When Collinsworth started at the Wyoming Fine Arts Center, it seemed like a dream job. “It was a great opportunity to combine my entrepreneurial skills with my love of arts and music,” she says. “You can never be in a bad mood when you have live music, and here there was live music every day!”
That was at the end of February. Within three weeks, the global pandemic had closed the Center as the country went into lockdown. Since then, says Collinsworth, “All I’ve done is manage the Arts Center in pandemic mode. I have crisis management skills, but I didn’t think I’d have to use them right away.” With the flexibility that comes from starting up new businesses, she and the staff of WFAC immediately began adapting to the situation.
“I was super proud of the staff, parents, and students,” she says. “We pivoted to remote lessons almost instantly.” In addition, they developed safety protocols to allow kids to attend summer camps, protocols that were adopted by other arts groups, and that are still in effect as students return to the Center. All classes are limited to ten people or fewer and are held outside if possible; masks are mandatory, as are temperature checks for anyone entering the building; and frequent hand sanitizing is a must. Only half of the studios are in use, and the entire building is cleaned each day. In a creative solution, the staff constructed six-foot circles out of pool noodles to help children visualize social distancing. As of now, over half the teachers have returned to their studios.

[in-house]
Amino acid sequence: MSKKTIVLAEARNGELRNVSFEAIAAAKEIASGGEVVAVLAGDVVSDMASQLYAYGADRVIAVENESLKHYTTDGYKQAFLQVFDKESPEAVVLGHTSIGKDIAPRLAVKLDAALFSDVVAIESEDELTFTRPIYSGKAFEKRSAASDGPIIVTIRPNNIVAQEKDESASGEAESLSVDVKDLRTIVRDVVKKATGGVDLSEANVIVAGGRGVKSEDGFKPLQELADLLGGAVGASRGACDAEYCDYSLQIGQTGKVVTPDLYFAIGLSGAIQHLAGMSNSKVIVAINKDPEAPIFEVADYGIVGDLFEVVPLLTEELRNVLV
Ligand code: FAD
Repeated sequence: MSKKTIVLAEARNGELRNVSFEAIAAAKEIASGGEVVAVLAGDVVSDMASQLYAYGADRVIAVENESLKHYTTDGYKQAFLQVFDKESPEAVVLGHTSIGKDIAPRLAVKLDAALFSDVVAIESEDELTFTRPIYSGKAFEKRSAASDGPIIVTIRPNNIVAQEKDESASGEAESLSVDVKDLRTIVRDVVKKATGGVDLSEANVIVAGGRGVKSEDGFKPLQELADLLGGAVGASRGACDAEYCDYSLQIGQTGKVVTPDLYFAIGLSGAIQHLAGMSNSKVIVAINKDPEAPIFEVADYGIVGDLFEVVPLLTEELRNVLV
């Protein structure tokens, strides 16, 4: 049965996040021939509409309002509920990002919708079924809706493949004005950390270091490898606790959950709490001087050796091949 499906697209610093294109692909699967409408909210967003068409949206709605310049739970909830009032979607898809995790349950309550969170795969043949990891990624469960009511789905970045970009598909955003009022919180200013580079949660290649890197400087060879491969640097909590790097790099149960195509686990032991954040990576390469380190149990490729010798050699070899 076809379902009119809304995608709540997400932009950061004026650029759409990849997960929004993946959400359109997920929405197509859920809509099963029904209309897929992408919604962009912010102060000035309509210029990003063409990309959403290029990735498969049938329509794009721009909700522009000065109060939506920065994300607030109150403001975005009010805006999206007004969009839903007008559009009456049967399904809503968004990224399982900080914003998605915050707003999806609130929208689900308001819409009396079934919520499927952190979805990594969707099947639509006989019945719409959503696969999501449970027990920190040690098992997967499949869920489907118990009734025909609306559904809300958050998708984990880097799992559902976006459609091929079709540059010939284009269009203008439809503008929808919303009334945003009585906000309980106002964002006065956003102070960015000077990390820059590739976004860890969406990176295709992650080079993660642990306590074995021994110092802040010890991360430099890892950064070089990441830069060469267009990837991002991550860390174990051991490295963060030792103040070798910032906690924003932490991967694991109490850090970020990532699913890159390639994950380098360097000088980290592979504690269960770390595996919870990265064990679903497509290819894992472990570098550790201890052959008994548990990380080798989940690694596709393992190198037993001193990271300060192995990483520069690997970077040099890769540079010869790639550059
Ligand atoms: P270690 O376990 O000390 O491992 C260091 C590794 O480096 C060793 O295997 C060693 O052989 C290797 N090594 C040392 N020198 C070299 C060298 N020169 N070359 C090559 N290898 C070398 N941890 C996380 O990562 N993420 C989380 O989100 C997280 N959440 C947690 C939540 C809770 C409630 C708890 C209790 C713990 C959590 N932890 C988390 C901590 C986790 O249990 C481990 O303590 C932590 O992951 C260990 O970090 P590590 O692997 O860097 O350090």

“It’s starting to be fun again,” Collinsworth says. “We’re getting as close to normal as we can.”
Despite the challenges posed by the pandemic in the first months of her tenure, Collinsworth has her eye on the future growth and expansion of the WFAC. “While this is a twenty-five-year-old organization,” she says, “there’s still a lot to be done here. We’re looking at making the building ADA accessible,” as well as adding a variety of programming. “We have musical theater; we want to add drama and improv, more adult classes, choral classes…We have a world of opportunity in front of us.”
Opportunity is something Julie Collinsworth understands. With an MBA in International Business and Marketing from UC, she started the personal concierge service My Girl Friday in 27 markets before franchising it. Since then she has launched over a dozen other concepts to market, served as adjunct faculty at the UC College of Business, worked as a consultant, and served on several non-profit boards before coming to WFAC. She hopes to use her business acumen to help the Fine Art Center grow and provide art experiences to as many people as possible. “I’m working hard to keep the Center relevant to the community.”
Art and music have always been part of Collinsworth’s life. Her father and brother are professional musicians, and she herself nearly majored in art history before settling on business. The combination makes her a natural fit at WFAC. “I love the mission,” she says. “We live in a great city that has done really well working together, making the arts available to the public.” She hopes to integrate the Center more fully into that scene through collaboration with other organizations. Already in recent weeks the Center has played host to the Know Theatre, Arts Connect, Reels on Wheels, the Cincinnati Symphony Orchestra, and others. “This is really a year of collaboration for us.”
To that end, she plans to take advantage of the strengths of the Wyoming Fine Arts Center. “It has a very large reach,” she says. “We’re making an impact not just in Wyoming, but all around the region.” And if the pandemic has posed obstacles that no one expected, Julie Collinsworth is not worried.
“We’re celebrating twenty-five years of creativity this year,” she says with a laugh. “We’ll just stay creative.”